The Spirit of Alhambra

April 25, 2011 ~ Martinez News-Gazette

David Rich
Gazette Contributor


For Alhambra High School Alumni who are starting to show a little gray around their temples this should bring back a flood of memories and have more meaning to you than our alumni of later years.  However there is one thing constant about time – it keeps moving on.  So for our younger readers relax and take a step back in time and enjoy some history and spirit of our wonderful high school and community.

As a member of the Alhambra graduating class of 1973, while in our freshman wonder years at AHS many of us looked upon the Old Alhambra Union High School Building with much fascination. The year before had seen the last classes, although limited in scope, to use this grand old building. It had been reclassified as the “T” building, meaning temporary like the wooden portable buildings, which stood beside her in the parking lot.

This, the second Alhambra Union High School, was located on the present site of the current high school and was a Romanesque-style building. It was built in 1921 to accommodate a growing town and its students. The cost of this building in bonds was $175,000. Ground breaking for the new high school, located on Smith Street (now Alhambra Ave), was on March 24, 1921. The builders, Munson Brothers of San Francisco, had been awarded the contract.

 Classes began in the newly completed high school on January 16, 1922. The final cost at completion was $185,000. The walls were of reinforced concrete, with a red tile roof. The auditorium would seat 850 and the building was 250-feet long with two stories. 

 I can remember looking through the windows – with great wonder and fascination – of this historic and stately old building my freshman year. Wonder of its history and those who came before us walking these halls. As I looked through the windows of this lovely building I could see the desks still in place and assignments still posted up on the blackboards. 

 The clocks still clicked in time with the master controller clock now located in the new administration building. The bells still rang between periods, and the PA system fired up each and every morning, through every hallway, empty classroom, shop, and theatre with Vice Principal Moe Williams reciting the Pledge of Allegiance. It was almost haunting.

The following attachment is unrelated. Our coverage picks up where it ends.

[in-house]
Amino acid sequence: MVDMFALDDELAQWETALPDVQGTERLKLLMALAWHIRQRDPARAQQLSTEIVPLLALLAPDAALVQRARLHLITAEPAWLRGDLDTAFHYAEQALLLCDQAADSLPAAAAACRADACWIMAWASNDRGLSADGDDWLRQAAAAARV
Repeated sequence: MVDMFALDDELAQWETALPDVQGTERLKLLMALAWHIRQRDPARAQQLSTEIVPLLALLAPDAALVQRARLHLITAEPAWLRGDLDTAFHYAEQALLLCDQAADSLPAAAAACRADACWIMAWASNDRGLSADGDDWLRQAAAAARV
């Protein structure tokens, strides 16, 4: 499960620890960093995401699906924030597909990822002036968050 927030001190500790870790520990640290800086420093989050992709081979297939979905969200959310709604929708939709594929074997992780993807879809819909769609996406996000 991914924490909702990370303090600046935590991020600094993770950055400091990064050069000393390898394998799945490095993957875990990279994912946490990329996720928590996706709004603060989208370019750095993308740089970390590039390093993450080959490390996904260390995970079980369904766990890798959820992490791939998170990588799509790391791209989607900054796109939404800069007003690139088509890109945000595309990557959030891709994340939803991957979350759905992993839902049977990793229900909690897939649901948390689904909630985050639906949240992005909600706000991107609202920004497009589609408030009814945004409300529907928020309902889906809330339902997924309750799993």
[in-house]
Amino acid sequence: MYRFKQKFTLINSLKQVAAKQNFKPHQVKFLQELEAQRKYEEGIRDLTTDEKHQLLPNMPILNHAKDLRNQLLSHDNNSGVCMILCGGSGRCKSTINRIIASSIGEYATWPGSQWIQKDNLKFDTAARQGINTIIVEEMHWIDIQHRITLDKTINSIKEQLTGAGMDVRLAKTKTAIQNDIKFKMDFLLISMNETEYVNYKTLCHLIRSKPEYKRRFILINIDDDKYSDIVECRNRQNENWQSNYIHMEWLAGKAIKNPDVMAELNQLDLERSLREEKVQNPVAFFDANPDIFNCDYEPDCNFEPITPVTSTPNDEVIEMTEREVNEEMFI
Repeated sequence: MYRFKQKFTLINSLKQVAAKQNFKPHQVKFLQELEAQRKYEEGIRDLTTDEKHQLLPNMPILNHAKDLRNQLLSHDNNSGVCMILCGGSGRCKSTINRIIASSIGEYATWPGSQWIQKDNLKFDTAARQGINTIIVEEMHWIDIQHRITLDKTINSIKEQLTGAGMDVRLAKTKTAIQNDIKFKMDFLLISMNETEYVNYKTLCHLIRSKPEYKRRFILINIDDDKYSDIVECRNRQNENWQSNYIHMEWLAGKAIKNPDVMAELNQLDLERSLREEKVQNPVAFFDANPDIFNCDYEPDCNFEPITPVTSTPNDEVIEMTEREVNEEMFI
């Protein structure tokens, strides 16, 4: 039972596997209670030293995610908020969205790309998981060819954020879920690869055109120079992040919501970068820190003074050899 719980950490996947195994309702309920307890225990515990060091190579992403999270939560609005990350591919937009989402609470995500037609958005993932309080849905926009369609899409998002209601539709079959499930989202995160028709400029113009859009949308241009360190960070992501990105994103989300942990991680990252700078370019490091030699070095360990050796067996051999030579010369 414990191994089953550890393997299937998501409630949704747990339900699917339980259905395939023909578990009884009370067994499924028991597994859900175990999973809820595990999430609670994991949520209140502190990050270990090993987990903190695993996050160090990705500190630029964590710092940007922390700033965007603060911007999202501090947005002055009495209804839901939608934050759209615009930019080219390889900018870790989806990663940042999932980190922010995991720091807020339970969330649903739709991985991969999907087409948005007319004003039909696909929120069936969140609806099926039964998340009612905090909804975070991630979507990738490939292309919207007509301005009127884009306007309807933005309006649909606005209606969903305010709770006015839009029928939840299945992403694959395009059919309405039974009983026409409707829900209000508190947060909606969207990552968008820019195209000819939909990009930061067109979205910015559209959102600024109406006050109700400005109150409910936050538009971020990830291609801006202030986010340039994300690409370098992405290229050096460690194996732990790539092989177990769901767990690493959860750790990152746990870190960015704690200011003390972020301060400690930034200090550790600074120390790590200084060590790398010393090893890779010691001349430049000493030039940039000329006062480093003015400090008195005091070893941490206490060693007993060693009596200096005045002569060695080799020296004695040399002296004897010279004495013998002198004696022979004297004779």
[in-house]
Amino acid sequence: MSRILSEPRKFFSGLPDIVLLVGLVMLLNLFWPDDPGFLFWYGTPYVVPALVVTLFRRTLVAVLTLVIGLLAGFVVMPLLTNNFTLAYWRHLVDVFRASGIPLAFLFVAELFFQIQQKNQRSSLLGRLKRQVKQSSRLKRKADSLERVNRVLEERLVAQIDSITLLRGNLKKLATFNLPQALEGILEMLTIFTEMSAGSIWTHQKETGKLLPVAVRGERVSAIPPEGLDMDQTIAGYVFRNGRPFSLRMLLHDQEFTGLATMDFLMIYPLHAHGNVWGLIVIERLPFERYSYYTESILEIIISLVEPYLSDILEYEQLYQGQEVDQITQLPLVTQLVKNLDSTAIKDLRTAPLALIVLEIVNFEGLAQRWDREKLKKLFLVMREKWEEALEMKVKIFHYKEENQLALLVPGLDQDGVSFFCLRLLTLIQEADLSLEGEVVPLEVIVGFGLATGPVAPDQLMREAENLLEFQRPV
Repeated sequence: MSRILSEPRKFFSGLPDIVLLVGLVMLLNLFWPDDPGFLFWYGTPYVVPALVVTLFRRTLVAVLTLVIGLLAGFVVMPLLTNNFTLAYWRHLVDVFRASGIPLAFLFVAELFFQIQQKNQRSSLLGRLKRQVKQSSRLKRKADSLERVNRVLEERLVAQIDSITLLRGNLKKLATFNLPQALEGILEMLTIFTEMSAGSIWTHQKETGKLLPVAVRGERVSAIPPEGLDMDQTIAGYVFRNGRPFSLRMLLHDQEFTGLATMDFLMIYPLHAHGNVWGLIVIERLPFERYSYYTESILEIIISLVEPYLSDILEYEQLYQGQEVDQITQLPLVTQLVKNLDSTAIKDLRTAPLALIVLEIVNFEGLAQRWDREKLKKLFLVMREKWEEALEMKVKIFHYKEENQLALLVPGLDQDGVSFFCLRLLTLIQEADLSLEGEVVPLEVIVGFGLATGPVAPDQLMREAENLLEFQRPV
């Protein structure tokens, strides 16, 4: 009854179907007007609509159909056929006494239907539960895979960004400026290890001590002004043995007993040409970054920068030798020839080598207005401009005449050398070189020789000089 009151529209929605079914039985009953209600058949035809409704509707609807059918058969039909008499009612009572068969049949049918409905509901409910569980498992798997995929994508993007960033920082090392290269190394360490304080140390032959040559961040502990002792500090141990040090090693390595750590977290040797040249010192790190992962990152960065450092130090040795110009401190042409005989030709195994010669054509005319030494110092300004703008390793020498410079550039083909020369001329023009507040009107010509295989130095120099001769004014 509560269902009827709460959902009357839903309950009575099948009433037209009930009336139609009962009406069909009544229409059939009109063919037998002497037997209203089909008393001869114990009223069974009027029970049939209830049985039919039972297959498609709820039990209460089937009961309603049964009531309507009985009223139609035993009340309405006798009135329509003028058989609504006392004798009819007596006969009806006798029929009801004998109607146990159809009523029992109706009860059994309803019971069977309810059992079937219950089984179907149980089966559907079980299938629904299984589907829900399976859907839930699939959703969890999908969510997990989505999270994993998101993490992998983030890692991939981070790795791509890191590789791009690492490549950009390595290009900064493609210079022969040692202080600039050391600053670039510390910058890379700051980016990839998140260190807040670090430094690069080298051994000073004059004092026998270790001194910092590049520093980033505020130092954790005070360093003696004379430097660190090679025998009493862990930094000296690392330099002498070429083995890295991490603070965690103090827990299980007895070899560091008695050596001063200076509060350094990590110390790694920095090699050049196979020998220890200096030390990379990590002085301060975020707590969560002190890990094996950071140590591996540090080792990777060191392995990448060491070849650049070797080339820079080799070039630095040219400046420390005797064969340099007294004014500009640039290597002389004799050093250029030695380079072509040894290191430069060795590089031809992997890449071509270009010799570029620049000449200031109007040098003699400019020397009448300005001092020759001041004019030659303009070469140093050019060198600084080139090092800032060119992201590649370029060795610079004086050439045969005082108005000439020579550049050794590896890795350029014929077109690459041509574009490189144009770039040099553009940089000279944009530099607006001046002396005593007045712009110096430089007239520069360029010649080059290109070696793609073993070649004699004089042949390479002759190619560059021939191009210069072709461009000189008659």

How I yearned to walk down those halls, if only once. But the building had been locked and sealed never to be entered again. At the end of our freshman year they brought in the wrecking ball to take the old building down to its very foundation. 

 We were told that the building was not built to current earthquake standards and that we had new permanent buildings to replace it. There just was no more use for a building that had served its time. As the demolition commenced the Gazette ran articles on the delays due to the building being built so strong that the wrecking ball had met its match.
 Even the furnishings in the old building had not been removed – they were demolished with the building as they were obsolete and new furniture was provided for the students.  

When we returned from our summer vacation to start our sophomore year all that was left was the building corner stone and a few miscellaneous blocks that stood like as centerpieces on the new friendship lawn. The stone and old photographs were all that was left as a reminder to graduates of the past – those who once walked those stately halls, and learned in those well-lit classrooms. 

In 1962 a new administration building was built to replace the 1921 structure.  Although it was functional, it never shared the beauty of the previous school.  The next building lasted until 1993, and then it met the same fate as the second Alhambra High School built in 1921.

Through the foresight and vision of kind and generous citizens of Martinez a new building, resembling the original school, was erected on the spot of the old “T” building as an honor to our history, pride and heritage.

In June 1988 the voters of Martinez passed a $25 million bond, by a three to one margin, to build a new AHS reminiscent to the architectural style of the beloved 1921 structure. The newest high school was dedicated on May 14, 1994 at the new clock tower.

This and over a thousand other stories about AHS and Alhambra Union High School, its Alumni as well as stories about the Martinez Unified School District, early Martinez education and the Martinez community can be found on the Alhambra Alumni website at